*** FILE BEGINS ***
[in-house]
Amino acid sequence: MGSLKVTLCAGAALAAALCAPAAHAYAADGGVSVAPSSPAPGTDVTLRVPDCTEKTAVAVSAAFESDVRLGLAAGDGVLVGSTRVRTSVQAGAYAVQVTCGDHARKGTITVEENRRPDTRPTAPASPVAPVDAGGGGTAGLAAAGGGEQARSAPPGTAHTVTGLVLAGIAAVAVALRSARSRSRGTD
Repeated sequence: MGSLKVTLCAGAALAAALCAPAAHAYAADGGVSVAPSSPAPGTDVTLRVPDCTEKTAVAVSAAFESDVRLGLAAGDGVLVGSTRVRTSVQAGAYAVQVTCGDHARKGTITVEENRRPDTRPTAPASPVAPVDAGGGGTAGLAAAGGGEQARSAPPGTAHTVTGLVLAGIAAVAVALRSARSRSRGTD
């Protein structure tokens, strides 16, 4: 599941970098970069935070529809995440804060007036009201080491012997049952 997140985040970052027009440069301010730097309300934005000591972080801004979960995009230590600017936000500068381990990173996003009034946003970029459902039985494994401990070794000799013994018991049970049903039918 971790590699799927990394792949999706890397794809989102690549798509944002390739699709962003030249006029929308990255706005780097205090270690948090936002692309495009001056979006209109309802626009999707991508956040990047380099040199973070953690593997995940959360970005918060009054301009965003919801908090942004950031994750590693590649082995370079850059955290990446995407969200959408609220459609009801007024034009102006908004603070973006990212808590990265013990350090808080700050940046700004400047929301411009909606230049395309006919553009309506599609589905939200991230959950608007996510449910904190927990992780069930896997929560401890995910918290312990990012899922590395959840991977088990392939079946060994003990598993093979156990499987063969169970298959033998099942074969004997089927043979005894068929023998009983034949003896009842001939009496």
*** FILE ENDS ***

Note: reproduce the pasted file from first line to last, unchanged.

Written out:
[in-house]
Amino acid sequence: MGSLKVTLCAGAALAAALCAPAAHAYAADGGVSVAPSSPAPGTDVTLRVPDCTEKTAVAVSAAFESDVRLGLAAGDGVLVGSTRVRTSVQAGAYAVQVTCGDHARKGTITVEENRRPDTRPTAPASPVAPVDAGGGGTAGLAAAGGGEQARSAPPGTAHTVTGLVLAGIAAVAVALRSARSRSRGTD
Repeated sequence: MGSLKVTLCAGAALAAALCAPAAHAYAADGGVSVAPSSPAPGTDVTLRVPDCTEKTAVAVSAAFESDVRLGLAAGDGVLVGSTRVRTSVQAGAYAVQVTCGDHARKGTITVEENRRPDTRPTAPASPVAPVDAGGGGTAGLAAAGGGEQARSAPPGTAHTVTGLVLAGIAAVAVALRSARSRSRGTD
């Protein structure tokens, strides 16, 4: 599941970098970069935070529809995440804060007036009201080491012997049952 997140985040970052027009440069301010730097309300934005000591972080801004979960995009230590600017936000500068381990990173996003009034946003970029459902039985494994401990070794000799013994018991049970049903039918 971790590699799927990394792949999706890397794809989102690549798509944002390739699709962003030249006029929308990255706005780097205090270690948090936002692309495009001056979006209109309802626009999707991508956040990047380099040199973070953690593997995940959360970005918060009054301009965003919801908090942004950031994750590693590649082995370079850059955290990446995407969200959408609220459609009801007024034009102006908004603070973006990212808590990265013990350090808080700050940046700004400047929301411009909606230049395309006919553009309506599609589905939200991230959950608007996510449910904190927990992780069930896997929560401890995910918290312990990012899922590395959840991977088990392939079946060994003990598993093979156990499987063969169970298959033998099942074969004997089927043979005894068929023998009983034949003896009842001939009496």